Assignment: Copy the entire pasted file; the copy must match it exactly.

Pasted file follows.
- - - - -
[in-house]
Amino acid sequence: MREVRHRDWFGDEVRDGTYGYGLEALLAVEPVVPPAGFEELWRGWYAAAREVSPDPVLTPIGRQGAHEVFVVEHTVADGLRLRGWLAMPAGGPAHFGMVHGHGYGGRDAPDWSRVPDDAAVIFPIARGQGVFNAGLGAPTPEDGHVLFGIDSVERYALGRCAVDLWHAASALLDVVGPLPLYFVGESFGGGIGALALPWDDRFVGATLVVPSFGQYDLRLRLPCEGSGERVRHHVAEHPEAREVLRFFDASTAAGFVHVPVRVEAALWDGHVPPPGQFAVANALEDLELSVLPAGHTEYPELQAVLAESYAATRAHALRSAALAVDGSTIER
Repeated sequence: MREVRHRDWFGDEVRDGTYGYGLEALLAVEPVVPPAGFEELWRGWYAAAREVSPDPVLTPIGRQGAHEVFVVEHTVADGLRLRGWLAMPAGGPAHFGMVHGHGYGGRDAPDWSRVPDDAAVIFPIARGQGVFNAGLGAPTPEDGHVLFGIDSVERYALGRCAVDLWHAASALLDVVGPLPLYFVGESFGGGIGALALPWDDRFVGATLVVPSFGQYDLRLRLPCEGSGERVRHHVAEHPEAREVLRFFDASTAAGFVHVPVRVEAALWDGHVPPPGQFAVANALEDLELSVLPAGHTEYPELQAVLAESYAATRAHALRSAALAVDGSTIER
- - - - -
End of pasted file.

[in-house]
Amino acid sequence: MREVRHRDWFGDEVRDGTYGYGLEALLAVEPVVPPAGFEELWRGWYAAAREVSPDPVLTPIGRQGAHEVFVVEHTVADGLRLRGWLAMPAGGPAHFGMVHGHGYGGRDAPDWSRVPDDAAVIFPIARGQGVFNAGLGAPTPEDGHVLFGIDSVERYALGRCAVDLWHAASALLDVVGPLPLYFVGESFGGGIGALALPWDDRFVGATLVVPSFGQYDLRLRLPCEGSGERVRHHVAEHPEAREVLRFFDASTAAGFVHVPVRVEAALWDGHVPPPGQFAVANALEDLELSVLPAGHTEYPELQAVLAESYAATRAHALRSAALAVDGSTIER
Repeated sequence: MREVRHRDWFGDEVRDGTYGYGLEALLAVEPVVPPAGFEELWRGWYAAAREVSPDPVLTPIGRQGAHEVFVVEHTVADGLRLRGWLAMPAGGPAHFGMVHGHGYGGRDAPDWSRVPDDAAVIFPIARGQGVFNAGLGAPTPEDGHVLFGIDSVERYALGRCAVDLWHAASALLDVVGPLPLYFVGESFGGGIGALALPWDDRFVGATLVVPSFGQYDLRLRLPCEGSGERVRHHVAEHPEAREVLRFFDASTAAGFVHVPVRVEAALWDGHVPPPGQFAVANALEDLELSVLPAGHTEYPELQAVLAESYAATRAHALRSAALAVDGSTIER